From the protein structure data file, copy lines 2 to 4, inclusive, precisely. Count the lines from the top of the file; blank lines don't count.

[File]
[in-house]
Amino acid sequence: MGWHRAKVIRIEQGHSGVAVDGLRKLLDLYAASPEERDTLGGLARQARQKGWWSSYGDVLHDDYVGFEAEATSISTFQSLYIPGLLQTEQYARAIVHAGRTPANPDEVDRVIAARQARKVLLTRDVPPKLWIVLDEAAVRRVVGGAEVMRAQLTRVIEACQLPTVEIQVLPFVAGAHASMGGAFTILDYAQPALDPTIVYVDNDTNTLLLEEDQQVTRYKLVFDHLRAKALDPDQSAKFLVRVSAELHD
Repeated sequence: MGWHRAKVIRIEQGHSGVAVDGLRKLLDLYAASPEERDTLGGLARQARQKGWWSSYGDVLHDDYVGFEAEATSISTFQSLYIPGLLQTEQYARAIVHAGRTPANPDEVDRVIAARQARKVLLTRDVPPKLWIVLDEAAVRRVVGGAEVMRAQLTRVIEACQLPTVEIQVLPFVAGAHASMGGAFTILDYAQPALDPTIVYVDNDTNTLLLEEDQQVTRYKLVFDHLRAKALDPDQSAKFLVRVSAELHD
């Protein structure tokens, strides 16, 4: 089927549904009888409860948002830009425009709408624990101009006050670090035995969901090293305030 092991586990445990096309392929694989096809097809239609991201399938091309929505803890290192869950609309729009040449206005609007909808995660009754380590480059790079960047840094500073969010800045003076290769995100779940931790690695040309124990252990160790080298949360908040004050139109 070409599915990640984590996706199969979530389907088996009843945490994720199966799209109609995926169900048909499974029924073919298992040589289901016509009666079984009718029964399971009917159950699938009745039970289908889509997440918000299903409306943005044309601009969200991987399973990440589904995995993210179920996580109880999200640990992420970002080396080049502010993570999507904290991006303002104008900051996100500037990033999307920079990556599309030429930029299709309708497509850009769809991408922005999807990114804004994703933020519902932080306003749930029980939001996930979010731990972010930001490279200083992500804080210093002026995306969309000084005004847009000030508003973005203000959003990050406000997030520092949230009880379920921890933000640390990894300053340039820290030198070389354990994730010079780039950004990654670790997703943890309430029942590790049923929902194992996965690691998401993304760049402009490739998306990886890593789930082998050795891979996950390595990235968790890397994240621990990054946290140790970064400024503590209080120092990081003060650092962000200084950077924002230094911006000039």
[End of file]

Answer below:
Amino acid sequence: MGWHRAKVIRIEQGHSGVAVDGLRKLLDLYAASPEERDTLGGLARQARQKGWWSSYGDVLHDDYVGFEAEATSISTFQSLYIPGLLQTEQYARAIVHAGRTPANPDEVDRVIAARQARKVLLTRDVPPKLWIVLDEAAVRRVVGGAEVMRAQLTRVIEACQLPTVEIQVLPFVAGAHASMGGAFTILDYAQPALDPTIVYVDNDTNTLLLEEDQQVTRYKLVFDHLRAKALDPDQSAKFLVRVSAELHD
Repeated sequence: MGWHRAKVIRIEQGHSGVAVDGLRKLLDLYAASPEERDTLGGLARQARQKGWWSSYGDVLHDDYVGFEAEATSISTFQSLYIPGLLQTEQYARAIVHAGRTPANPDEVDRVIAARQARKVLLTRDVPPKLWIVLDEAAVRRVVGGAEVMRAQLTRVIEACQLPTVEIQVLPFVAGAHASMGGAFTILDYAQPALDPTIVYVDNDTNTLLLEEDQQVTRYKLVFDHLRAKALDPDQSAKFLVRVSAELHD
């Protein structure tokens, strides 16, 4: 089927549904009888409860948002830009425009709408624990101009006050670090035995969901090293305030 092991586990445990096309392929694989096809097809239609991201399938091309929505803890290192869950609309729009040449206005609007909808995660009754380590480059790079960047840094500073969010800045003076290769995100779940931790690695040309124990252990160790080298949360908040004050139109 070409599915990640984590996706199969979530389907088996009843945490994720199966799209109609995926169900048909499974029924073919298992040589289901016509009666079984009718029964399971009917159950699938009745039970289908889509997440918000299903409306943005044309601009969200991987399973990440589904995995993210179920996580109880999200640990992420970002080396080049502010993570999507904290991006303002104008900051996100500037990033999307920079990556599309030429930029299709309708497509850009769809991408922005999807990114804004994703933020519902932080306003749930029980939001996930979010731990972010930001490279200083992500804080210093002026995306969309000084005004847009000030508003973005203000959003990050406000997030520092949230009880379920921890933000640390990894300053340039820290030198070389354990994730010079780039950004990654670790997703943890309430029942590790049923929902194992996965690691998401993304760049402009490739998306990886890593789930082998050795891979996950390595990235968790890397994240621990990054946290140790970064400024503590209080120092990081003060650092962000200084950077924002230094911006000039």